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The Census Bureau does not have an official definition of the "middle class," but it does derive several measures related to the distribution of income and income inequality. Traditionally, the Census Bureau uses two of the more common measures of income inequality: the shares of aggregate income received by households (or other income recipient units such as families) and the Gini index (or index of income concentration). In the shares approach, we rank households from lowest to highest on the basis of income and then divide them into equal population groups, typically quintiles. We then divide the aggregate income of each group by the overall aggregate income to derive shares. The Gini index incorporates more detailed shares data into a single statistic which summarizes the dispersion of the income shares across the whole income distribution. The Gini index ranges from zero, indicating perfect equality (where everyone receives an equal share), to one, perfect inequality (where all the income is received by only one recipient).
Generally, the long-term trend has been toward increasing income inequality. Since 1969, the share of aggregate household income controlled by the lowest income quintile has decreased from 4.1 percent to 3.6 percent in 1997, while the share to the highest quintile increased from 43.0 percent to 49.4 percent. Most noticeably, the share of income controlled by the top 5 percent of households has increased from 16.6 percent to 21.7 percent. Over the same time period, the Gini index rose 17.4 percent to its 1997 level of .459.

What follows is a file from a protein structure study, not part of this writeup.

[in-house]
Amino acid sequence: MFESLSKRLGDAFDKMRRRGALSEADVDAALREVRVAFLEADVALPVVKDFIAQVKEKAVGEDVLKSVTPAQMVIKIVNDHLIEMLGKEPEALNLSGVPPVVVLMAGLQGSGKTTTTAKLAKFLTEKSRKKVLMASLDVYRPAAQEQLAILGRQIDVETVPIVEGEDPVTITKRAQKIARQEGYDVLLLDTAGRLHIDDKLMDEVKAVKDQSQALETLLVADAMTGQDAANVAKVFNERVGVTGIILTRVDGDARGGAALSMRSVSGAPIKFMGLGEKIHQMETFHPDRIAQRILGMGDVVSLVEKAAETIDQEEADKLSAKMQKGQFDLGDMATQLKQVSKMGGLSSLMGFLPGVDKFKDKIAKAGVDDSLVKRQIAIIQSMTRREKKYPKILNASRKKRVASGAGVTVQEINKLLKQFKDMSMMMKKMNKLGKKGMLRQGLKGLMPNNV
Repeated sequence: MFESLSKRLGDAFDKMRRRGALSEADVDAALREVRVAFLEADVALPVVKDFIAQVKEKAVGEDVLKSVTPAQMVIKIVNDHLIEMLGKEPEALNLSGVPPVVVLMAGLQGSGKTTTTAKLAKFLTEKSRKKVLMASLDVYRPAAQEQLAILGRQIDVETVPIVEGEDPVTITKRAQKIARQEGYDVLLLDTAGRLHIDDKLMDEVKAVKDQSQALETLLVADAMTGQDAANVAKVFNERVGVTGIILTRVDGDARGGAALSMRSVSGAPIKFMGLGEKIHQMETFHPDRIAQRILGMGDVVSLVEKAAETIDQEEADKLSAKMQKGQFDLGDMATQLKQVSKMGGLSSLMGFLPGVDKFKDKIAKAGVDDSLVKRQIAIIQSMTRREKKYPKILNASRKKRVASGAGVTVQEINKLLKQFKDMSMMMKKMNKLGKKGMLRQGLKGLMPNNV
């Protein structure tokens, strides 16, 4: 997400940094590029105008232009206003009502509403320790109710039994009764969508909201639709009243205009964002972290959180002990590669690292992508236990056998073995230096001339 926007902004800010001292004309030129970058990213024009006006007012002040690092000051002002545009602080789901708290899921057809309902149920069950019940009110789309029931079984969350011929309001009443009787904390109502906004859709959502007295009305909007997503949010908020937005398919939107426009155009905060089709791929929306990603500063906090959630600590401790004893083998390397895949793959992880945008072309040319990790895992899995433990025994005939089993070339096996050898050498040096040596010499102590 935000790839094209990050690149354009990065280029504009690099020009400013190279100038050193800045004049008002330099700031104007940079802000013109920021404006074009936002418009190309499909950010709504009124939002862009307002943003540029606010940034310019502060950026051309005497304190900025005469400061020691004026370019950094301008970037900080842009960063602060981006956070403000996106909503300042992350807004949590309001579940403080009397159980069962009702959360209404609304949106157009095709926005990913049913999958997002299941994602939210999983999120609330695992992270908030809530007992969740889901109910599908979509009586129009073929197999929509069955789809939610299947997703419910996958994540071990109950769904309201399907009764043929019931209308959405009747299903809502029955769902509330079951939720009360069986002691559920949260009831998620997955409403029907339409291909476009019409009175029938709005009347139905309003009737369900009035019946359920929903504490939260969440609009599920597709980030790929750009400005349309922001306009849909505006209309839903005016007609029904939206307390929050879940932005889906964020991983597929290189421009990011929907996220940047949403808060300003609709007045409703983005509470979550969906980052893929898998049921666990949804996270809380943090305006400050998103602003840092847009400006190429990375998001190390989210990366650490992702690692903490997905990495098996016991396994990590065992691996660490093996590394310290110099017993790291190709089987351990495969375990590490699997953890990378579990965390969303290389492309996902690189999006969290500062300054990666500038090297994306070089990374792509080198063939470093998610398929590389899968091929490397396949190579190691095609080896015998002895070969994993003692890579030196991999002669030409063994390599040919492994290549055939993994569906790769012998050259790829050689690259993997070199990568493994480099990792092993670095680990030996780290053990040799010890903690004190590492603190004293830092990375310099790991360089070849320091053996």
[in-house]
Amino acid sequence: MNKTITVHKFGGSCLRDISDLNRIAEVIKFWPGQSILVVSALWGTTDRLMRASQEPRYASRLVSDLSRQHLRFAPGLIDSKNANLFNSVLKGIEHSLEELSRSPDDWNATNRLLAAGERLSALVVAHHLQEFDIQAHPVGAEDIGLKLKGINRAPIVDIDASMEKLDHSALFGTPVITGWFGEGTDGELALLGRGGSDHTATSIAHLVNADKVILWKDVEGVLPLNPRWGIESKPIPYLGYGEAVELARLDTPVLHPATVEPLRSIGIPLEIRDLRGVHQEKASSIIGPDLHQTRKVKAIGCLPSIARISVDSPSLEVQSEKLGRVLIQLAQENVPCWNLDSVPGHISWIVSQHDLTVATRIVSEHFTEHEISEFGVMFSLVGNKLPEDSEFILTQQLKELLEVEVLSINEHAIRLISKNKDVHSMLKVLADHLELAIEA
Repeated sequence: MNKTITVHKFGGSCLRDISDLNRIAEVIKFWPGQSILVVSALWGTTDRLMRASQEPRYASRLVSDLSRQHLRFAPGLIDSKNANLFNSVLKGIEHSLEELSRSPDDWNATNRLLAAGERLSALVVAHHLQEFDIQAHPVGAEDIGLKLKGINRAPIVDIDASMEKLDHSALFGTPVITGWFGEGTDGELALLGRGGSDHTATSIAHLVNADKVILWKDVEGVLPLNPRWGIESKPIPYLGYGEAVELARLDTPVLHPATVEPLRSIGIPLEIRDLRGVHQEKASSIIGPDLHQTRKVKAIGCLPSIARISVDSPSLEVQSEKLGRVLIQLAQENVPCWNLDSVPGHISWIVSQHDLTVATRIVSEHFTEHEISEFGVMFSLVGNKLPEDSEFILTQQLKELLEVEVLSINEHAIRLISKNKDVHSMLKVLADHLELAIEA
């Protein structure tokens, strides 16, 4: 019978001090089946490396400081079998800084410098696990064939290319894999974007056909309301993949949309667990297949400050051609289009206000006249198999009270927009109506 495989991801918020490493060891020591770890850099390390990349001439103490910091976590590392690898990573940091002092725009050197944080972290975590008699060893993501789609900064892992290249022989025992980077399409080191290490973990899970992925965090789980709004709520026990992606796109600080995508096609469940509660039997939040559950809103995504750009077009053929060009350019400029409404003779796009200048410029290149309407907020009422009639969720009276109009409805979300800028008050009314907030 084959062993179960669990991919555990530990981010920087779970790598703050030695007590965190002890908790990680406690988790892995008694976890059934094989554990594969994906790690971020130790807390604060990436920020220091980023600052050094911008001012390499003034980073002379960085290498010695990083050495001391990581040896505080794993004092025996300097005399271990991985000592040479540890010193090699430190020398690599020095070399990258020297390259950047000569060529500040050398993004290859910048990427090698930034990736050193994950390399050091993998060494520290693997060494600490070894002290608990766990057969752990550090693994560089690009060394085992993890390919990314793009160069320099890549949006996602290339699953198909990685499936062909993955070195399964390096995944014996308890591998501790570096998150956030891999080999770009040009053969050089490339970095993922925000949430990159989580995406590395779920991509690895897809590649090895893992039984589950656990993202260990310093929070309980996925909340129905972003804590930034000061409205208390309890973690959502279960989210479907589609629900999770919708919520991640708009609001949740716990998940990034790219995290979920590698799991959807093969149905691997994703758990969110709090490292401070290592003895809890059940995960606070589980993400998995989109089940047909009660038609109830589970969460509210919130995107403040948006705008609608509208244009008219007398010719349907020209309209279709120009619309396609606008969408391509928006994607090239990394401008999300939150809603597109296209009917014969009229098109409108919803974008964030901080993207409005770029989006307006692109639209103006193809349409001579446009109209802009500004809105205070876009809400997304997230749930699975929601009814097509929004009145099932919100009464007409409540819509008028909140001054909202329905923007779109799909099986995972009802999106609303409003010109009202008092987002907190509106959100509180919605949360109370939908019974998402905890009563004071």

Researchers believe that changes in the labor market and, to a certain extent, household composition affected the long-run increase in income inequality. The wage distribution has become considerably more unequal with workers at the top experiencing real wage gains and those at the bottom real wage losses. These changes reflect relative shifts in demand for labor differentiated on the basis of education and skill. At the same time, long-run changes in society's living arrangements have taken place also tending to exacerbate household income differences. For example, divorces, marital separations, births out of wedlock, and the increasing age at first marriage have led to a shift away from married-couple households to single-parent families and nonfamily households. Since nonmarried-couple households tend to have lower income and income that are less equally distributed than other types of households (partly because of the likelihood of fewer earners in them), changes in household composition have been associated with growing income inequality.
Comparing the shares of aggregate income received by quintile between 1993 and 1994 would suggest that the amount of inequality in the income distributions of households did not change. Between 1992 and 1993, however, the amount of inequality in the income distributions of households increased significantly, although part of the increase may have been due to a change in data collection methods. For more information on the 1992-93 change in inequality see the article by Paul Ryscavage, "A surge in Growing Income Inequality?", Monthly Labor Review, August 1995, pp. 52-62.